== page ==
This master thesis proposal aims to contribute to the overall research objective of how to automatically or semi-automatically analyze the usability of mobile applications in order to inform the decision process of what to pursue in each iteration of an iterative development process, in an integrated manner with IDE tools typically used to develop this kind of applications. And, more specifically, the thesis work will focus on proving the feasibility of extending an IDE with usability annotation features in Android mobile applications, so that usage data is collected for further analysis. The purpose and significance of the study are as follows: - Identification and definition of a model of tasks that users are expected to carry out with the app. - Instrumentation in the app code of data gathering functionality for the modeled tasks. - Elaboration of an automated usability evaluation method based on the UCD approach from the HCI field. These aim points will conclude in a more efficient and cost-effective way to apply automated usability evaluations in order to discover usability problems from user usage, to be addressed in future versions. Usability is a key quality attribute for mobile applications, since the market is highly competitive. The current usability evaluation techniques from the Human-Computer Interaction (HCI) field are really costly, in terms of budget and time, and hard to implement because of the wide range of different contexts of use of mobile apps that nowadays exists, and others that are ready to come. They also imply a high cost of resources for full-scale usability testing. Mobile app development demands to spend fewer resources on his operations. Automated usability evaluation techniques are an option for managing usability in this demanding environment, automating the three main phases for all usability evaluation: capture, analysis and critique of usage data.Traditional usability testing takes a lot of resources and it can be supplemented with automatic solutions. Automated usability evaluation under real-life conditions would be focused only on data taken from user’s interaction with the app to be analyzed. In the software engineering world, usability is a quality attribute that can be defined as the degree to which a software product can be used with effectiveness, efficiency and satisfaction by users with different characteristics. Usability can be decomposed in the following characteristics: learnability, which regards to how easily the user is able to learn how to use one software object the first time the user uses it; efficiency, how fast the users are able to accomplish one specific task; memorability, how easy is for users to efficiently use a software object after a considerable period of time without using it; errors, the amount of errors a user makes when using a software object and also the severity of them; and satisfaction, how pleased and glad the user feels after using the software object. Another related and relevant concept is the user experience (UX), which reflects the user feelings and sensations after using a product or service. Usability has been a fundamental concept for Interaction Design research and practice, since the dawn of Human-Computer Interaction (HCI) as an inter-disciplinary endeavor. For some, it was and remains HCI’s core concept. HCI is the discipline that aims to develop interactive systems with a high level of usability. Usability evaluation is a cornerstone of the User-Centered Design (UCD), which is a development approach to achieve a good level of usability in software systems. In particular, according to ISO 9241-210, feedback from users during operational use identifies long-term issues and provides input for future design. Usability testing by a set of representative users is the most relevant technique for usability evaluation. Assessing usability under real-user conditions is one of the hardest challenges the experts in usability evaluation for mobile apps are facing with, due to the changing context of use Usability evaluation methods could be the more important methods between the diverse HCI techniques that nowadays exist for attaining usable products. These ones aim to gather data from user actions that can show how users are actually using the system and which problems they face, and comparing the real usage patterns with the expected and optimal ones, to identify usability troubles and be able to solve them for feature releases. Usability evaluation processes imply different activities depending on the methods employed and the features of the procedures, but three main activities are common for all of them: capture, regarding the collection of usage data from users’ activity; analysis, the interpretation of usage data in order to identify usability problems;and critique, the possible ways to solve and improve the problems found and finally remove them. The challenge of developing more usable applications has led to the emergence of a variety of methods, techniques, and tools with which to address usability issues. In 2001 Ivory and Hearst studied the state of the art in automated methods for evaluating usability in their influential paper "The state of the art in automating usability evaluation of user interfaces", classifying automated usability evaluation techniques into a taxonomy. From 2001 to present interactive systems have evolved greatly, and with them the potential to automate usability evaluation, for example, the ability to collect and analyze large amounts of data. The continuous delivery paradigm, which is nowadays a feature of mobile app development, naturally fits in with the aim of evaluating usability continuously in order to inform design decisions that are taken to refine design in subsequent deliveries. User interaction in mobile apps involves many more aspects than just navigation issues, since every mobile platform offers a different UX. A huge amount of resources is consumed when users are selected to carry out field studies. Automated usability evaluation is a potentially good alternative, offering the possibility of gathering information from actual app usage. In particular, data capture for automated usability evaluation involves using software that automatically records usability data. Google Analytics for Mobile Apps (GAMA) offers a cloud service for keeping track of user actions in mobile apps. This tool was designed for marketing purposes, but is also used to measure UX characteristics. Automated solutions provide a manageable solution for the problem of changing contexts of use and user diversity. In addition, we can use data mining techniques to perform the analysis of the gathered data and provide the results to usability experts for future critique. The main issue is that none of the existing methods offers a comprehensive solution to extend mobile analytics to support automated usability evaluation, including a strong HCI basis that ensures the success of the usability related project goals. We propose to instrument the app code with calls to the Google Analytics logging service and apply data mining to usage log analysis in order to identify possible usability problems. The proposed approach is based on user and task analysis. This is the basis for instrumenting the user interface (UI). Nowadays, as we have mentioned in the previous section, there is no toolkit, framework or theoretical model able to, without depending on the application domain, log data from an app taking into account the user actions, analyze the gathered information and critique the results to improve them for feature releases.Our proposal does not preclude the application of alternative usability techniques, such as heuristic evaluation, cognitive walkthroughs or formal usability testing. The challenge that usability and UX poses in any mobile app development effort calls for the application of complementary usability techniques throughout the development process. As mobile apps and usability goals are variable, the aimed method needs to be applied to a variety of mobile app development projects, in order to customize the usability tracking approach for different domains. Despite the existence of some initial attempts to automatize usability evaluation of mobile applications, none of them fully integrates the definition of usability-relevant user tasks with the logging of usage data that can be later analyzed with data mining techniques to uncover usability problems. Our proposed solution will address both the theoretical approach to model user tasks with the aim of instrumenting application code for data logging the user events when undertaking such tasks, and the practical integration of such activities into a widely used IDE (Integrated Development Environment) to facilitate the adoption by software development organizations. In particular, by designing and implementing a plugin for Android Studio IDE in charge of carrying out the approach objectives. Thus, the resulting overall framework and tool will be the first solution to the problem of introducing usability evaluation in mobile application development with a continuous delivery paradigm, in a cost-effective way. The application of the proposed approach to an industry case study will offer a feasibility prove that will make the research results stand out compared with other partial solutions present in the current literature, with no experimental background to support them. In order to achieve our goal, we must overcome the following possible difficulties: The HCI field has a variety of methods offered for modeling user tasks, mainly used for manual assessment of user behavior by usability experts. A thorough analysis of this variety of methods will allow us to identify the most appropriate method for the purpose of the proposed research work: to serve as basis for the instrumentation of the application code to log user events in the undertaking of the modeled tasks. The identification of the specific user events to log in order to evaluate user behavior when undertaking tasks is not straightforward. The research team where this work will be carried out has already explored this issue and instrumented an application as case study. The results of such case study will be taken as basis for solving this problem in the proposed Master Thesis, generalizing them for any kind of mobile application.The expertise in usability by the Software Engineering Research Lab at UPM will provide the necessary background to ensure that usability is adequately integrated with the IDE. As a result of the proposed research work, we will obtain an automated usability evaluation method based on data mining for keeping track of actual usage of mobile applications. It will show how GAMA can be applied to identify possible usability problems experienced by app users. The solution will be focused on automated usability evaluation of usage under real-life conditions due to the changing contexts in which mobile apps are regularly used. The case study of application will prove the feasibility of the approach, suggesting future lines of research in the issue.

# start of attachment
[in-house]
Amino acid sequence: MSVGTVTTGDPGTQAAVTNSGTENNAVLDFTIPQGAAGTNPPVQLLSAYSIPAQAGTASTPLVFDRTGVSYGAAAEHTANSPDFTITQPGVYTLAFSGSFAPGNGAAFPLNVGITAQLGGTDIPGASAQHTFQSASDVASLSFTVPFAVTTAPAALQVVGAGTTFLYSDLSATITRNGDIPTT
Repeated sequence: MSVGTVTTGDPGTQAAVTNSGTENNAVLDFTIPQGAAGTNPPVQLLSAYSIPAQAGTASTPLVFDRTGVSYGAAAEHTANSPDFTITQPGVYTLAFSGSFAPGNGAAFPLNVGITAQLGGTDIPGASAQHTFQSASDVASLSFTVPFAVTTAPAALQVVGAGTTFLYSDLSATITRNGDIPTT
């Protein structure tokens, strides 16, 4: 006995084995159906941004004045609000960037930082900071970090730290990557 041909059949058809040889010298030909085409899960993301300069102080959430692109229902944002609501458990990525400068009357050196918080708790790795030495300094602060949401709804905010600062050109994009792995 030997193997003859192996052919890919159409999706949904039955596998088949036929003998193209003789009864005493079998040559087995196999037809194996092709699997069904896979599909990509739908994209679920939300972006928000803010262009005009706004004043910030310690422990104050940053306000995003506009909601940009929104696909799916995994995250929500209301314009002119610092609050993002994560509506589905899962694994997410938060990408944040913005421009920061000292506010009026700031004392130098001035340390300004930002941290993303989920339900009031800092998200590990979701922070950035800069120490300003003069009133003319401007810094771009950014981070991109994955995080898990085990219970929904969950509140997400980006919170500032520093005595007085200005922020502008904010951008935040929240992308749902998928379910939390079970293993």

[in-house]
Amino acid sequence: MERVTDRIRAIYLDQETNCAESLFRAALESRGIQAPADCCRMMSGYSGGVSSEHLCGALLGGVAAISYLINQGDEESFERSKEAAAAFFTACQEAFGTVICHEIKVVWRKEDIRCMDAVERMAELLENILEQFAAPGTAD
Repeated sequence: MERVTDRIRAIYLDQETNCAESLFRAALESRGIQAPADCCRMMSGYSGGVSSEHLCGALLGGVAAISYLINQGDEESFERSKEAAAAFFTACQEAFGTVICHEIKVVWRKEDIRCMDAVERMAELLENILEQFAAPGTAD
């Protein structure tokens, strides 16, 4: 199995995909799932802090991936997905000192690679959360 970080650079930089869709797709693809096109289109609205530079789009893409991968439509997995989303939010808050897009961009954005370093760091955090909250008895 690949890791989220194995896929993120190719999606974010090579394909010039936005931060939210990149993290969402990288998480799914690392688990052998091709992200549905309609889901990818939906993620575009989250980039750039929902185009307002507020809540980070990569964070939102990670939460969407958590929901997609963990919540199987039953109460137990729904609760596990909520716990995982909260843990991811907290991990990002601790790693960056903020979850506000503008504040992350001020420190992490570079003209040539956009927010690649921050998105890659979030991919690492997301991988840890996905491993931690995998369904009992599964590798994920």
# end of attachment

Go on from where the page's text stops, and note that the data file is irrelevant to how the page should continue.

Más información

ID de Registro: 50871
Identificador DC: http://oa.upm.es/50871/
Identificador OAI: oai:oa.upm.es:50871
Depositado por: Biblioteca Facultad de Informatica
Depositado el: 18 May 2018 11:31
Ultima Modificación: 18 May 2018 11:31